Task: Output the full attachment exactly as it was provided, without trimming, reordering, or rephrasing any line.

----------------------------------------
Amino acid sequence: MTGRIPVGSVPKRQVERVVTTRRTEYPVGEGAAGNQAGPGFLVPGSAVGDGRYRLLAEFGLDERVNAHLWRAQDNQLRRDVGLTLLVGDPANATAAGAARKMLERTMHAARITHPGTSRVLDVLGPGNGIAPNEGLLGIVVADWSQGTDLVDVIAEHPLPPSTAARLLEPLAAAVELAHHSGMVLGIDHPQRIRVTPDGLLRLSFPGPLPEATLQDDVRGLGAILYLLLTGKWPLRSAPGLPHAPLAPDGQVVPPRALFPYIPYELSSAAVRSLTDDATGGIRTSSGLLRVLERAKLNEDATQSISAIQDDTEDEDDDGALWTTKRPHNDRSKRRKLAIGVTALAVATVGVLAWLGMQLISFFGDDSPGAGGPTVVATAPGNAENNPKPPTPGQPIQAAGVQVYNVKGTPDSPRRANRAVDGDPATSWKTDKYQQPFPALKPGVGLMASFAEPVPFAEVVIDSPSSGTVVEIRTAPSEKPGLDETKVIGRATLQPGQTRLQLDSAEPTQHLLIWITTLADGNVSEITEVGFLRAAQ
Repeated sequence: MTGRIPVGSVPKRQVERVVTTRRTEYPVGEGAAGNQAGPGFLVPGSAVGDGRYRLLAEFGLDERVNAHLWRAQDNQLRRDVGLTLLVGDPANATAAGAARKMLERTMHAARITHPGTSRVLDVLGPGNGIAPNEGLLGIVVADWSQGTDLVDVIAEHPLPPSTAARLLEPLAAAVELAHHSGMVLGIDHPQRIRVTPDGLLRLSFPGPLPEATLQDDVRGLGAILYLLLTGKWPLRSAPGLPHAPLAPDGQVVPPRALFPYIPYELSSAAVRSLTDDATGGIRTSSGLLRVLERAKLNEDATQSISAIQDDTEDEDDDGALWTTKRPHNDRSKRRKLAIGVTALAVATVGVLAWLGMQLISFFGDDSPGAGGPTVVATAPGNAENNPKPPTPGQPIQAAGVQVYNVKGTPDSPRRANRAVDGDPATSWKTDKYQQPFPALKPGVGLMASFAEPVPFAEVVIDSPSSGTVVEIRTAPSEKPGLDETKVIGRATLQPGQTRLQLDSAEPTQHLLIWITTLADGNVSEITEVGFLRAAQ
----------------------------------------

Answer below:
Amino acid sequence: MTGRIPVGSVPKRQVERVVTTRRTEYPVGEGAAGNQAGPGFLVPGSAVGDGRYRLLAEFGLDERVNAHLWRAQDNQLRRDVGLTLLVGDPANATAAGAARKMLERTMHAARITHPGTSRVLDVLGPGNGIAPNEGLLGIVVADWSQGTDLVDVIAEHPLPPSTAARLLEPLAAAVELAHHSGMVLGIDHPQRIRVTPDGLLRLSFPGPLPEATLQDDVRGLGAILYLLLTGKWPLRSAPGLPHAPLAPDGQVVPPRALFPYIPYELSSAAVRSLTDDATGGIRTSSGLLRVLERAKLNEDATQSISAIQDDTEDEDDDGALWTTKRPHNDRSKRRKLAIGVTALAVATVGVLAWLGMQLISFFGDDSPGAGGPTVVATAPGNAENNPKPPTPGQPIQAAGVQVYNVKGTPDSPRRANRAVDGDPATSWKTDKYQQPFPALKPGVGLMASFAEPVPFAEVVIDSPSSGTVVEIRTAPSEKPGLDETKVIGRATLQPGQTRLQLDSAEPTQHLLIWITTLADGNVSEITEVGFLRAAQ
Repeated sequence: MTGRIPVGSVPKRQVERVVTTRRTEYPVGEGAAGNQAGPGFLVPGSAVGDGRYRLLAEFGLDERVNAHLWRAQDNQLRRDVGLTLLVGDPANATAAGAARKMLERTMHAARITHPGTSRVLDVLGPGNGIAPNEGLLGIVVADWSQGTDLVDVIAEHPLPPSTAARLLEPLAAAVELAHHSGMVLGIDHPQRIRVTPDGLLRLSFPGPLPEATLQDDVRGLGAILYLLLTGKWPLRSAPGLPHAPLAPDGQVVPPRALFPYIPYELSSAAVRSLTDDATGGIRTSSGLLRVLERAKLNEDATQSISAIQDDTEDEDDDGALWTTKRPHNDRSKRRKLAIGVTALAVATVGVLAWLGMQLISFFGDDSPGAGGPTVVATAPGNAENNPKPPTPGQPIQAAGVQVYNVKGTPDSPRRANRAVDGDPATSWKTDKYQQPFPALKPGVGLMASFAEPVPFAEVVIDSPSSGTVVEIRTAPSEKPGLDETKVIGRATLQPGQTRLQLDSAEPTQHLLIWITTLADGNVSEITEVGFLRAAQ